Estate Planning

Estate Planning (Wills and Trusts)

will5While it is common for people to wait before “putting their house in order”, it is not uncommon for people to wait until it is too late. It is a simple fact that if you have not created an estate plan by the time of your death, state law will determine how and to whom assets are distributed. At the very least a common sense estate plan includes a Last Will and Testament (directing that your choice of the distribution of assets is implemented), a Durable Power of Attorney (affording a person you trust to handle your affairs in the event of an incapacitation) and Health Care Proxy documents (choosing the trusted individual to make important medical decisions on your behalf in the event you cannot).

There are, however, many different circumstances that impact the decision making process involved to craft a personalized estate plan. Estate tax implications (the Federal threshold exemption amount is currently [2015] $5.43 million dollars however the Massachusetts threshold exemption amount is currently [2015] only $1.0 million dollars) will impact planning. Additionally, the prospect of Medicaid liens (if nursing home or assisted living care becomes a reality) is another concern. A special needs or disabled family member may benefit from a special needs or a disability trust. Various trusts and asset distribution (or transfer) techniques are available to assist in the minimization of estate tax and asset exposure. However every circumstance is different so call today for a consultation to help determine how to most effectively attain your estate planning goals.

Last Will and Testament – Your Last Will and Testament can effectively accomplish your desired asset distribution. Depending on your financial circumstances a Trust vehicle may be more effective or, as is often the case, your Last Will and Testament may devise your assets to a Trust to maximize the estate tax exemptions available and provide for your surviving spouse as well as your children (and grandchildren).

Trusts – Revocable Living Trusts, Irrevocable Trusts, Testamentary Trusts, Special Needs Trusts -There are many varieties of Trusts. It is a person’s individual circumstances (and desires) that will help determine which, if any, Trust(s) suit your needs. If your circumstances warrant, a Trust drafted by our office may be a most effective and appropriate vehicle for your estate.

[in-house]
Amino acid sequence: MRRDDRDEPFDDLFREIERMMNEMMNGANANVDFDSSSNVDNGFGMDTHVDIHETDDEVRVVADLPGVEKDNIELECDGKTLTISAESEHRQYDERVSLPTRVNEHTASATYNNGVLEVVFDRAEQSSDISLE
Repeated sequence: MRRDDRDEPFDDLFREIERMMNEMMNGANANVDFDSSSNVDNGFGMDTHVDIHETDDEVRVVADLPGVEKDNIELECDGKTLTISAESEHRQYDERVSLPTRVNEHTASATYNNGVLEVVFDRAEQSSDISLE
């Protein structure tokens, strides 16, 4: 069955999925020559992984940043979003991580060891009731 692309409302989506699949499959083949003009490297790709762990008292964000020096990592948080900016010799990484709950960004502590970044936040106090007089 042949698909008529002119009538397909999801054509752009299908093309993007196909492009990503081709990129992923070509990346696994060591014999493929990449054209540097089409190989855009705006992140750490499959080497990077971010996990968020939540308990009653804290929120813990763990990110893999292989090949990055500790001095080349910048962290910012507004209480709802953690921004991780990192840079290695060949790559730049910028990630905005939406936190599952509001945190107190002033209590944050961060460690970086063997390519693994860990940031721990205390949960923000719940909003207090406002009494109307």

Durable Power of Attorney – Preparing your estate adequately for the challenges that life can present should include the preparation of a durable power of attorney. At a time of crisis it provides an element of transition that can help life continue without unnecessary interruption.

Living Wills, Health Care Proxies – A Living Will (which provides medical treatment direction in the event of an incapacitating illness) is a document that specifies the type of medical and personal care you would want should you lose the ability to make and communicate your own decisions. We will draft your Living Will (allowing you to choose a dignified death) and your Health Care Proxy documents (choosing the individual who you trust to abide by your medical decisions). These important health care documents provide the authorization necessary to allow your loved ones to make medical decisions (as you directed) in the event of your incapacitation.
Call today to schedule an appointment so that a personalized estate plan can be crafted to achieve your wishes.

Recent Posts

A Declaration of Homestead can provide protection for a multi-use property – Appeals Court upholds lower court decision.

Back in April of this year Attorney Christopher Knoth posted a blog reporting on a Bankruptcy court decision where the Homestead protections pursuant to Massachusetts General Laws Chapter 188 were found to be available to a mixed-use property.  Last week the Bankruptcy Appeals Court confirmed that decision making several noteworthy points.

The Court specifically noted that the Massachusetts Supreme Judicial Court had admonished (in a topic related decision) that the intended public policy and the purpose of the Homestead Act should cause courts to construe the homestead exemptions liberally in favor of debtors.  Consequently the Court held that the mere use of a residence for non-residential purposes, at least when the predominant purpose is residential, does not, by itself, preclude an exemption for the Property.

Although counsel for the appellant argued that any non-residential use of a structure would exempt it from the protections of the Homestead statute (citing that the statute itself specifically defined the properties which could enjoy the protection) the Court firmly rejected that argument (invoking our presently undefeated local professional football franchise to illustrate): “If a homeowner in Foxborough were to rent out her driveway to Patriots fans on Gillette Stadium game-days . . . it defies intuition to think she no longer lives in a single-family dwelling.”

It is still important to note that the Court did not mandate a hard and fast rule but rather indicated that evaluations (to determine a property’s “primary” use) would ultimately be made on a “case by case” basis.

This case provides another clear demonstration that a Declaration of Homestead can be an invaluable protection for Massachusetts homeowners.  The current Homestead statute even allows its filing for a property held in Trust.  Additionally, the Massachusetts Homestead Law increases (doubles) protection amounts for the disabled as well as for homeowners 62 years of age or older.

Contact our office to make sure you have recorded a Declaration of Homestead for your principal residence in Massachusetts!

Attorney Harold F. Moody, Jr.

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